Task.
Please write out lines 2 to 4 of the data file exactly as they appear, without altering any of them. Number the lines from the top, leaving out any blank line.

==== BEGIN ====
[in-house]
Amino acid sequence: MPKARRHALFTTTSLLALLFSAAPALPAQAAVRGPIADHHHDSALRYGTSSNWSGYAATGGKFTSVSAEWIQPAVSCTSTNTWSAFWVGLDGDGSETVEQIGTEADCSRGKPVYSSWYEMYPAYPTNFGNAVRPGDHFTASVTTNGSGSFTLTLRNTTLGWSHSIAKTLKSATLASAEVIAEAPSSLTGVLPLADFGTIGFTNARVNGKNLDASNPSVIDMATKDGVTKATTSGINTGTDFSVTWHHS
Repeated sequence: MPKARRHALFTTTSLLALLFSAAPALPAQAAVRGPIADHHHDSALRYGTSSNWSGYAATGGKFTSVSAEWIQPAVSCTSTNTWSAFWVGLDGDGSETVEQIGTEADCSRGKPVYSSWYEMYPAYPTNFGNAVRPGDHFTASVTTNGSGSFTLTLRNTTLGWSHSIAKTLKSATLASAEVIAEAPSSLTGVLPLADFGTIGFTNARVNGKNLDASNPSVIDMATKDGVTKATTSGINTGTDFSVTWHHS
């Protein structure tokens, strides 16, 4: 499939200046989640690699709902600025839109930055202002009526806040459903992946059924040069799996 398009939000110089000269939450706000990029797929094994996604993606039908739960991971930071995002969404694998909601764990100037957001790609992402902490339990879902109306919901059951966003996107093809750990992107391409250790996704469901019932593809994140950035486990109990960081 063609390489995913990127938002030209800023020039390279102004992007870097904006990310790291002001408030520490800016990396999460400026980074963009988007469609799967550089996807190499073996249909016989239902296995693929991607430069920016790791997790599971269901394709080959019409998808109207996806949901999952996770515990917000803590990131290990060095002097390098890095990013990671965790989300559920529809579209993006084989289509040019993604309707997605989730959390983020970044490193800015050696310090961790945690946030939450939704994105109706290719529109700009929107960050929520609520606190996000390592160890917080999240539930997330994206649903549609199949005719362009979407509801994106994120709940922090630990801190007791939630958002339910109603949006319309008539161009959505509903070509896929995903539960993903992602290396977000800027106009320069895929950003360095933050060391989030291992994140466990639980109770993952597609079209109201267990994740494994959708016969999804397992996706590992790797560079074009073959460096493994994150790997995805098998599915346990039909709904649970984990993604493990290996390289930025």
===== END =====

Amino acid sequence: MPKARRHALFTTTSLLALLFSAAPALPAQAAVRGPIADHHHDSALRYGTSSNWSGYAATGGKFTSVSAEWIQPAVSCTSTNTWSAFWVGLDGDGSETVEQIGTEADCSRGKPVYSSWYEMYPAYPTNFGNAVRPGDHFTASVTTNGSGSFTLTLRNTTLGWSHSIAKTLKSATLASAEVIAEAPSSLTGVLPLADFGTIGFTNARVNGKNLDASNPSVIDMATKDGVTKATTSGINTGTDFSVTWHHS
Repeated sequence: MPKARRHALFTTTSLLALLFSAAPALPAQAAVRGPIADHHHDSALRYGTSSNWSGYAATGGKFTSVSAEWIQPAVSCTSTNTWSAFWVGLDGDGSETVEQIGTEADCSRGKPVYSSWYEMYPAYPTNFGNAVRPGDHFTASVTTNGSGSFTLTLRNTTLGWSHSIAKTLKSATLASAEVIAEAPSSLTGVLPLADFGTIGFTNARVNGKNLDASNPSVIDMATKDGVTKATTSGINTGTDFSVTWHHS
């Protein structure tokens, strides 16, 4: 499939200046989640690699709902600025839109930055202002009526806040459903992946059924040069799996 398009939000110089000269939450706000990029797929094994996604993606039908739960991971930071995002969404694998909601764990100037957001790609992402902490339990879902109306919901059951966003996107093809750990992107391409250790996704469901019932593809994140950035486990109990960081 063609390489995913990127938002030209800023020039390279102004992007870097904006990310790291002001408030520490800016990396999460400026980074963009988007469609799967550089996807190499073996249909016989239902296995693929991607430069920016790791997790599971269901394709080959019409998808109207996806949901999952996770515990917000803590990131290990060095002097390098890095990013990671965790989300559920529809579209993006084989289509040019993604309707997605989730959390983020970044490193800015050696310090961790945690946030939450939704994105109706290719529109700009929107960050929520609520606190996000390592160890917080999240539930997330994206649903549609199949005719362009979407509801994106994120709940922090630990801190007791939630958002339910109603949006319309008539161009959505509903070509896929995903539960993903992602290396977000800027106009320069895929950003360095933050060391989030291992994140466990639980109770993952597609079209109201267990994740494994959708016969999804397992996706590992790797560079074009073959460096493994994150790997995805098998599915346990039909709904649970984990993604493990290996390289930025």